The country’s last-standing guerrilla group released an editorial on its website in which it fiercely rejected the Duque administration’s newly imposed conditions to continue talks that began a year and a half ago under former President Juan Manuel Santos.
When this government ignores agreements signed between the state and the insurgency, and denies that peace should be state policy so that it becomes stable and lasting, and on top of that invalidates itself as a valid negotiation partner that is able to make and respect agreements,.. what credibility would future signed agreements have?
The ELN and Santos spent years negotiating the conditions for peace talks, and were negotiating a bilateral ceasefire that would obligate the ELN to end its illegal activity until the last day of Santos’ presidency.
Duque said Monday in New York that peace talks while violence is ongoing are “non-viable.” The president and his hard-right Democratic Center party for years have opposed talks with the ELN and a peace deal with the much larger FARC.
The guerrillas on the other hand insist that the new government respect agreements made by the previous government on behalf of the state, and insist on negotiating a way out of the armed conflict, and the illegal activities the guerrillas finance their war with.
According to the guerrillas, Duque ignores the fact that the ELN is an insurgent group that has fought the state and will only abide to its laws until after a negotiated agreement.
The ELN is an insurgent force and is not obligated to comply with the laws of the Colombian State until there is an agreement to definitively overcome the conflict, where both parties feel satisfied with what has been agreed. A peace process is not subject to unilateral impositions; it obligates only to what is built on the basis of agreements.
The guerrillas claim the current administration is violating the agreements made with the state by insisting it can unilaterally impose new conditions on the talks that began in February last year after years of informal negotiations.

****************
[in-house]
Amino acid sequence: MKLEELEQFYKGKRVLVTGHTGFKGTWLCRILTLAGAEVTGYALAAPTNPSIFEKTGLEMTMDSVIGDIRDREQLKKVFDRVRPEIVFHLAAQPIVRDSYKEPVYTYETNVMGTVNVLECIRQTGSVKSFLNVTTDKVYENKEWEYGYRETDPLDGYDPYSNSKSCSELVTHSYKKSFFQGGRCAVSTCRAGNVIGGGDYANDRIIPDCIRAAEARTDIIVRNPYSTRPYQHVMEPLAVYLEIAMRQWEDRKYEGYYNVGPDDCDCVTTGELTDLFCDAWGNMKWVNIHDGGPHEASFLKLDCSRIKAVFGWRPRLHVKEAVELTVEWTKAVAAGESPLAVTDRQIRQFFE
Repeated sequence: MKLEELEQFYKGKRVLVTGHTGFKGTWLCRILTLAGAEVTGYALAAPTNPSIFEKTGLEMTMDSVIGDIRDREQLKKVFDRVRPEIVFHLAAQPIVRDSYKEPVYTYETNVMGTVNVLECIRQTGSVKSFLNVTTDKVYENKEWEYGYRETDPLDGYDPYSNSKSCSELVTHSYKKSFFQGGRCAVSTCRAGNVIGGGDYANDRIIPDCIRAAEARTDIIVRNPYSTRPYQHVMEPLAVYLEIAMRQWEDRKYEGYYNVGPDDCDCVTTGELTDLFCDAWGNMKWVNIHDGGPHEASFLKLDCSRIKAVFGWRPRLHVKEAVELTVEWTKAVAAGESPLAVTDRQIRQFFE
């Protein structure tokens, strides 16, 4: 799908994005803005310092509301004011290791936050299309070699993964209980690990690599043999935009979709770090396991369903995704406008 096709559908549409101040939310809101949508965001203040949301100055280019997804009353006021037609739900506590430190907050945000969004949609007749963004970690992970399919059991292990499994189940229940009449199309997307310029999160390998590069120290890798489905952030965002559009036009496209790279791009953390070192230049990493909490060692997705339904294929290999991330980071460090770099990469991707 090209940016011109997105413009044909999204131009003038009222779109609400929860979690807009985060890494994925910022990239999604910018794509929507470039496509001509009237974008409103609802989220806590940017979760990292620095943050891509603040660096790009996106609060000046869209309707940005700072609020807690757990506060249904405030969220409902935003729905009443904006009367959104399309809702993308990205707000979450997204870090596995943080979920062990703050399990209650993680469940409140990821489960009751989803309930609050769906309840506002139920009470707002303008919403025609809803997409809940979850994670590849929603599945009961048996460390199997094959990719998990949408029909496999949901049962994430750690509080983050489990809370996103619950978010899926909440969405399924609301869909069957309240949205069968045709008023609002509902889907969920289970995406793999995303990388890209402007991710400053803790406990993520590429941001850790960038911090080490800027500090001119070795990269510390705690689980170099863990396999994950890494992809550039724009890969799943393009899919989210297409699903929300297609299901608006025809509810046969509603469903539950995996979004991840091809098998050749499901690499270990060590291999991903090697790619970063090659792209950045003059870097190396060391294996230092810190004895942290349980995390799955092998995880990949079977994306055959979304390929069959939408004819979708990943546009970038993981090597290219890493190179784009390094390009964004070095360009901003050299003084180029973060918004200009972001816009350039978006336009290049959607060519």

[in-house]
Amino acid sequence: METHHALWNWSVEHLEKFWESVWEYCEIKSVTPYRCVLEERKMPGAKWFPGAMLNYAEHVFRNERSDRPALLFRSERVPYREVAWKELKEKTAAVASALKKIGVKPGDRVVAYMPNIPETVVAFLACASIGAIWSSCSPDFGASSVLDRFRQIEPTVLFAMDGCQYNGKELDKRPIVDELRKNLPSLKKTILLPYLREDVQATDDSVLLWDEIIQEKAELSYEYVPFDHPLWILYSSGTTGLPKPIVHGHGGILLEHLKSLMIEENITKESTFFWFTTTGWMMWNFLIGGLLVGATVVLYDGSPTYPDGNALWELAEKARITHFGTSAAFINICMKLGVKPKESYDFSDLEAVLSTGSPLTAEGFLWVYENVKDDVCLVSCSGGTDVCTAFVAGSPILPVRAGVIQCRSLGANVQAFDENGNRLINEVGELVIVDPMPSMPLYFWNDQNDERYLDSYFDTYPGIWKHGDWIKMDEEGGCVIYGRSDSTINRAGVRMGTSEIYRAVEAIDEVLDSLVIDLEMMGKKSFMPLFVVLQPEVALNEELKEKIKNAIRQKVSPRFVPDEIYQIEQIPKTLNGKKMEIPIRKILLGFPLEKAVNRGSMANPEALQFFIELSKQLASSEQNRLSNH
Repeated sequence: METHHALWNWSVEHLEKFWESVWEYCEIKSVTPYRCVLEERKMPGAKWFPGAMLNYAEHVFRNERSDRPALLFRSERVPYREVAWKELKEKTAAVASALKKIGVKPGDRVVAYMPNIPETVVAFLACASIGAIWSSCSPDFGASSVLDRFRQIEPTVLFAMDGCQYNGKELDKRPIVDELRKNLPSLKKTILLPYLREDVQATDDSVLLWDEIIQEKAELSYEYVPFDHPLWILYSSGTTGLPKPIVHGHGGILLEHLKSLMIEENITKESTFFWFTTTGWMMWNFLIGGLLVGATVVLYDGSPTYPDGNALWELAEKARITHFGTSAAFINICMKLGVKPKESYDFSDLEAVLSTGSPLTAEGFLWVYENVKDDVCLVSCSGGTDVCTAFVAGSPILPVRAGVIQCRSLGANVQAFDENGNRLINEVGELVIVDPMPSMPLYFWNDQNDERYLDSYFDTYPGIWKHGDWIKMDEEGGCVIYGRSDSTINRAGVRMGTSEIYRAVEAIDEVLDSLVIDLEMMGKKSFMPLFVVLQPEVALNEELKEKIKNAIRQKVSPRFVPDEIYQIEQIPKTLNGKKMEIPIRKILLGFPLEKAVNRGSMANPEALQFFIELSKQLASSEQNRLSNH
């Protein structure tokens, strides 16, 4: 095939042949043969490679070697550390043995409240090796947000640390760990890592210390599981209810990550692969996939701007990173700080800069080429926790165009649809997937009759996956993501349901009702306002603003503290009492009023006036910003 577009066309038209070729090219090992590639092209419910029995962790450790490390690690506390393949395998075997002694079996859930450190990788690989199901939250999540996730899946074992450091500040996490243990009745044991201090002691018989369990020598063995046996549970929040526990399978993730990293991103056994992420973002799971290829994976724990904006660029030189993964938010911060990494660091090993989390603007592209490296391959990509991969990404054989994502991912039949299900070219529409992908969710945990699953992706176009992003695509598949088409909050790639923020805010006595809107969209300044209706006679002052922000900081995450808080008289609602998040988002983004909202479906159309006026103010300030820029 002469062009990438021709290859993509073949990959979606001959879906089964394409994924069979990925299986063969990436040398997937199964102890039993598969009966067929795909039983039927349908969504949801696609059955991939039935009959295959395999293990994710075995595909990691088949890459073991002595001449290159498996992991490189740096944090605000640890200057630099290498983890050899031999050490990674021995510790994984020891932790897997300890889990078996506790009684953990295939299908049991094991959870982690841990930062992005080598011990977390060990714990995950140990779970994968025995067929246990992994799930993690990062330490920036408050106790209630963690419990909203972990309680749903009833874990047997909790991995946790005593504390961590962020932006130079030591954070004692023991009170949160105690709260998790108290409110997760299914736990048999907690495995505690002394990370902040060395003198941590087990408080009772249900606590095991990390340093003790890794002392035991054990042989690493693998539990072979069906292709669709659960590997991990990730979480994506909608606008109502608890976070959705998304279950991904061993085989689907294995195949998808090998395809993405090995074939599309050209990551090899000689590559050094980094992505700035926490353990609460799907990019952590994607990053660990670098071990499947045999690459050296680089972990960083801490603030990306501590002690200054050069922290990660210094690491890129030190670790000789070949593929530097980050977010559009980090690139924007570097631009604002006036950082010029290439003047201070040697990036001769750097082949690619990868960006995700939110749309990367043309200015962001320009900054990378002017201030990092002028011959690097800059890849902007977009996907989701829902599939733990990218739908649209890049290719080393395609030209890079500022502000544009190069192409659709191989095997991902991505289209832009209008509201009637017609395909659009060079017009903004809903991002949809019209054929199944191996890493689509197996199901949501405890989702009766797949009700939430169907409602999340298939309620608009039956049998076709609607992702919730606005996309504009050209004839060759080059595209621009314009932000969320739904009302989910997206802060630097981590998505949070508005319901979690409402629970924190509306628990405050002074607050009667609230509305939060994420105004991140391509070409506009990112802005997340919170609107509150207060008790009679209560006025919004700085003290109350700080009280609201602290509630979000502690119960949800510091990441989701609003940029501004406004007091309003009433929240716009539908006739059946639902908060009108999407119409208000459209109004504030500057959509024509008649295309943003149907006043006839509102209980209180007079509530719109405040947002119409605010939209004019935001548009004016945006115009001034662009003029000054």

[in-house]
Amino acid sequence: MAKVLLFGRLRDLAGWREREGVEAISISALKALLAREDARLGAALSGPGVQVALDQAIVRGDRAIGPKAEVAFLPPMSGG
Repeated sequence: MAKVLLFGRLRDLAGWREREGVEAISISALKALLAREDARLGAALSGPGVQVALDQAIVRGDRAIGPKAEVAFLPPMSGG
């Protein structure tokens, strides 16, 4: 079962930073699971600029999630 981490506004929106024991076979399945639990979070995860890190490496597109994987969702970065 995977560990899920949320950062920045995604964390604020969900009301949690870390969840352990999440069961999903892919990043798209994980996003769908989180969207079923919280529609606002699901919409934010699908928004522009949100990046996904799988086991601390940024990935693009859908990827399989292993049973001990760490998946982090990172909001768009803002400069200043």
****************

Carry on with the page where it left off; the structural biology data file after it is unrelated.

The United Nations and foreign sponsor countries have urged both parties to continue negotiations and prevent an escalation of armed conflict that has already left 260,000 Colombians dead.
Unlike in previous years, the ELN appears to have been holding back on high-profile attacks. The guerrillas have taken advantage of a power vacuum left by state security forces after the demobilization of the FARC last year and have considerably expanded territory under their control.
Duque’s position to not resume the peace talks can count on little support, both nationally and internationally.
Some 70% of Colombians want their president to negotiate an end out of the half-a-century armed conflict, according to pollster Gallup. Many in the international community, with the exception of the United States, have insisted that peace talks are the only way out of the drug-fueled conflict that has devastated Colombia for decades.
Experts have warned that a reactivation of war with the ELN would put Colombia, and particularly communities living in ELN territories, in “grave danger.”